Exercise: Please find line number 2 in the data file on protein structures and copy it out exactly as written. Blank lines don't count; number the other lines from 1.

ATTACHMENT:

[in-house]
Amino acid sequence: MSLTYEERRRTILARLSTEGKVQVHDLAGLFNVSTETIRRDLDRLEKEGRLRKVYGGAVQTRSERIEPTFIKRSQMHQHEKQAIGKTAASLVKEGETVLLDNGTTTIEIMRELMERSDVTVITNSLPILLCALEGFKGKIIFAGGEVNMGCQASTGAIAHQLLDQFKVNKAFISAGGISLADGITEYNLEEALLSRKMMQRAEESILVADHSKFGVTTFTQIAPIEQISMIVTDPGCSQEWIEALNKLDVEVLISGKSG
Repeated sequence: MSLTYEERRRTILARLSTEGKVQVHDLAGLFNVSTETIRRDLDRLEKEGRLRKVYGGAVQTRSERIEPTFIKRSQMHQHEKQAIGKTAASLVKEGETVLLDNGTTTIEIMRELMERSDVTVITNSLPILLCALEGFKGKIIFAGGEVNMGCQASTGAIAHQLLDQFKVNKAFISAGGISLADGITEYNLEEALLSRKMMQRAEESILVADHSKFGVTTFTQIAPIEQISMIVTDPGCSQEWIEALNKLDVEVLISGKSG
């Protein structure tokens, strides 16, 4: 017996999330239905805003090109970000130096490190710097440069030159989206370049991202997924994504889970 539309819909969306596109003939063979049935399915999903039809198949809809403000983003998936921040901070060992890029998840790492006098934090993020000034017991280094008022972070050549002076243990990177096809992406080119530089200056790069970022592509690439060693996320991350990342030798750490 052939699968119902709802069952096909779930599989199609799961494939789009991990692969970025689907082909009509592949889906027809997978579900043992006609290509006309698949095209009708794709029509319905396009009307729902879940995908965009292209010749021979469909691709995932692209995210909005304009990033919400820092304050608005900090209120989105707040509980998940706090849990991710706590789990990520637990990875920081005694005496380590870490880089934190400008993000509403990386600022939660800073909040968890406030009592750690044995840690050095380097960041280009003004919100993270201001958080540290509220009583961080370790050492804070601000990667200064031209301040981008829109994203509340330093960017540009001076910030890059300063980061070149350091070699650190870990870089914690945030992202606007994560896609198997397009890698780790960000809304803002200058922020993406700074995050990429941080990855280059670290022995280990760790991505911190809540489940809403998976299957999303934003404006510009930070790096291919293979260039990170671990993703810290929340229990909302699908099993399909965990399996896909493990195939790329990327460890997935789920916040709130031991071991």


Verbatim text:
Amino acid sequence: MSLTYEERRRTILARLSTEGKVQVHDLAGLFNVSTETIRRDLDRLEKEGRLRKVYGGAVQTRSERIEPTFIKRSQMHQHEKQAIGKTAASLVKEGETVLLDNGTTTIEIMRELMERSDVTVITNSLPILLCALEGFKGKIIFAGGEVNMGCQASTGAIAHQLLDQFKVNKAFISAGGISLADGITEYNLEEALLSRKMMQRAEESILVADHSKFGVTTFTQIAPIEQISMIVTDPGCSQEWIEALNKLDVEVLISGKSG